Plasma Concentration—Time Data
The plasma concentration of BI 2536 increased during the infusion period. After the end of infusion, BI 2536 showed a fast disposition phase. The plasma concentrations of BI 2536 at 120 hours after the 200 mg dose and 72 hours after the 50 and 60 mg dose were approximately 2% of those found directly before the end of infusion.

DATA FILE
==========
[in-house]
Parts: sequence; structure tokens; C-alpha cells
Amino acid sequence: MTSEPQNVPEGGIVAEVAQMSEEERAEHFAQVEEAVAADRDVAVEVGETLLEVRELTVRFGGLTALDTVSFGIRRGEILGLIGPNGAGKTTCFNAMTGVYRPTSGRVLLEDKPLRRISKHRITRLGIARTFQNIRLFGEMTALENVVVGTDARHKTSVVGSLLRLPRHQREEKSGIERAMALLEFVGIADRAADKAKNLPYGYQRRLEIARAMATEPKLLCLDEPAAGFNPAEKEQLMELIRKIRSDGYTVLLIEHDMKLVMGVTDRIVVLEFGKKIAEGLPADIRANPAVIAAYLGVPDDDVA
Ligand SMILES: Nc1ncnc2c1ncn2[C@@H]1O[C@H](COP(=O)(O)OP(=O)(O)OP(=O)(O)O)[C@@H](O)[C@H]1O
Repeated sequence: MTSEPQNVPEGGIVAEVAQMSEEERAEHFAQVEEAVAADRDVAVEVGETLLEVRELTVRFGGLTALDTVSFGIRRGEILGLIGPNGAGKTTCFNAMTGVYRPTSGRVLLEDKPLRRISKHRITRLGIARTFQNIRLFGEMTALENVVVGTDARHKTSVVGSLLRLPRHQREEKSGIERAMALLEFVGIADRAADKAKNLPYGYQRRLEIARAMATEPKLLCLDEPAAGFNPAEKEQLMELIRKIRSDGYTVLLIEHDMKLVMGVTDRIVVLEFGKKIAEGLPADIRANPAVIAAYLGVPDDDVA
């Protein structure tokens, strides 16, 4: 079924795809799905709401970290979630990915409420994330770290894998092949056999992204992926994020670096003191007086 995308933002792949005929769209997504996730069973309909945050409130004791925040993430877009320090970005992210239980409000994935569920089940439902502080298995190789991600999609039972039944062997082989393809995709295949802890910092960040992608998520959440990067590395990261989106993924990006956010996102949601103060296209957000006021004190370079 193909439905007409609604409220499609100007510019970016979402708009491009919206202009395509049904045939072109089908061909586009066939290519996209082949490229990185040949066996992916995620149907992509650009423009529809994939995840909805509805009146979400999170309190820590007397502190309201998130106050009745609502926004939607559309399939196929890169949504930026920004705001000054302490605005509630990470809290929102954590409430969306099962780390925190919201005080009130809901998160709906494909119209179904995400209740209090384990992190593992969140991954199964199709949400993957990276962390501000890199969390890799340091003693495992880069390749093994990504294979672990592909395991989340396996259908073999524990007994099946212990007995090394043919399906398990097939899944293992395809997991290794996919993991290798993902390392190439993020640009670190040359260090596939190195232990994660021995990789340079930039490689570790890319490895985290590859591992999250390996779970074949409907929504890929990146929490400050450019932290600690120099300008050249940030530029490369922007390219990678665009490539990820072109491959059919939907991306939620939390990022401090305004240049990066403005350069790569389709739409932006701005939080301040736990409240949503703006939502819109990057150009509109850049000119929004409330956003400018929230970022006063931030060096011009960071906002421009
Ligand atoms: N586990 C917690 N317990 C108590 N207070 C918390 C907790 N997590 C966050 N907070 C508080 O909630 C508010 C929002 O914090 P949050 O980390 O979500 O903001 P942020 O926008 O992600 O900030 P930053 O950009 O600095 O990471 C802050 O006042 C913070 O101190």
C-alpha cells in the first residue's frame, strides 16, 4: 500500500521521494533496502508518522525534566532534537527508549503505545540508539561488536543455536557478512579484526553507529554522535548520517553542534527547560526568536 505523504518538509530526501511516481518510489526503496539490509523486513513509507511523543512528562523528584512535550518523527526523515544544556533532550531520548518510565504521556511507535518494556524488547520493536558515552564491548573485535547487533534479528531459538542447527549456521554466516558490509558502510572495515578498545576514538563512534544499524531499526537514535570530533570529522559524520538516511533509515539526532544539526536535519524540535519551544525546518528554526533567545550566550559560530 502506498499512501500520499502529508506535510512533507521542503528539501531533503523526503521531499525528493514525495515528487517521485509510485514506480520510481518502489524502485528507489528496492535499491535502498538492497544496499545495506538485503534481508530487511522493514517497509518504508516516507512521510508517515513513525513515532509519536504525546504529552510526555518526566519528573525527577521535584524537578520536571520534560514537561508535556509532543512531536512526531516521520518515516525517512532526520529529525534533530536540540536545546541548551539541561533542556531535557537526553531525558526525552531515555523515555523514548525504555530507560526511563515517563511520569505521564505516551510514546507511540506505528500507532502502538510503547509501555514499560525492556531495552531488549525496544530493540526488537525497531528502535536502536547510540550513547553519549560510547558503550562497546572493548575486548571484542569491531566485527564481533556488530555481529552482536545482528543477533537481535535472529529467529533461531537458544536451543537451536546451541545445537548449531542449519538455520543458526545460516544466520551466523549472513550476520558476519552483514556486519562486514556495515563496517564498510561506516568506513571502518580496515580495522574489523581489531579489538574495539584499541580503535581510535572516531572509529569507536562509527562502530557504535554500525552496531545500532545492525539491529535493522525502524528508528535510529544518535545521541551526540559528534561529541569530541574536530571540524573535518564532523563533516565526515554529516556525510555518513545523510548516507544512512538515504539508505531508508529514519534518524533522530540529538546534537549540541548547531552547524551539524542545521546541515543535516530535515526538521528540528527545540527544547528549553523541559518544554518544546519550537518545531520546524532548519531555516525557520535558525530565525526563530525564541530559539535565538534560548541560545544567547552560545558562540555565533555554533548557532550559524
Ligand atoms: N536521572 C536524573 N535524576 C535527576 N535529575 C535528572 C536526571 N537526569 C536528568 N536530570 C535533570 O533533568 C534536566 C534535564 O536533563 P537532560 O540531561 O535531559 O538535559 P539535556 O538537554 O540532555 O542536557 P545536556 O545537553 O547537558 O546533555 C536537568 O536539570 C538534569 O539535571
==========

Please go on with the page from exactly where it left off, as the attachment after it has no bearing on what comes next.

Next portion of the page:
This open label, randomized, phase II clinical trial investigated the efficacy, safety, and PKs of two doses of BI 2536 in patients with stage IIIB/IV NSCLC. BI 2536 demonstrated modest antitumor activity with an investigator-assessed PR in four of 95 treated patients (4.2%). No significant differences in patient outcomes between the two treatment schedules were observed regarding clinical benefit (acceptable tolerability and at least stable disease), PFS and OS. Despite the fact that the trial was not powered to show significant differences between the treatment arms, there was a trend in favor of the day 1 dosing schedule for median OS and when PFS was analyzed by independent review. Despite the objective response rate being low, the capability of BI 2536 to achieve response rates with low treatment-induced mortality in several patients suggests clinical activity of Plk-1 inhibitors in relapsed NSCLC. Most of the AEs transiently affected the hematopoietic system without causing relevant clinical problems to the majority of patients. Clinical studies with other available antimitotic therapies targeting microtubules report neurologic and hematologic toxicities as the principle AEs.21–25 BI 2536 was generally well tolerated without cumulative toxicity and neurotoxicity, confirming the favorable safety profile obtained in the phase I program. In both this trial and another trial,15 prolonged administration of BI 2536 was feasible.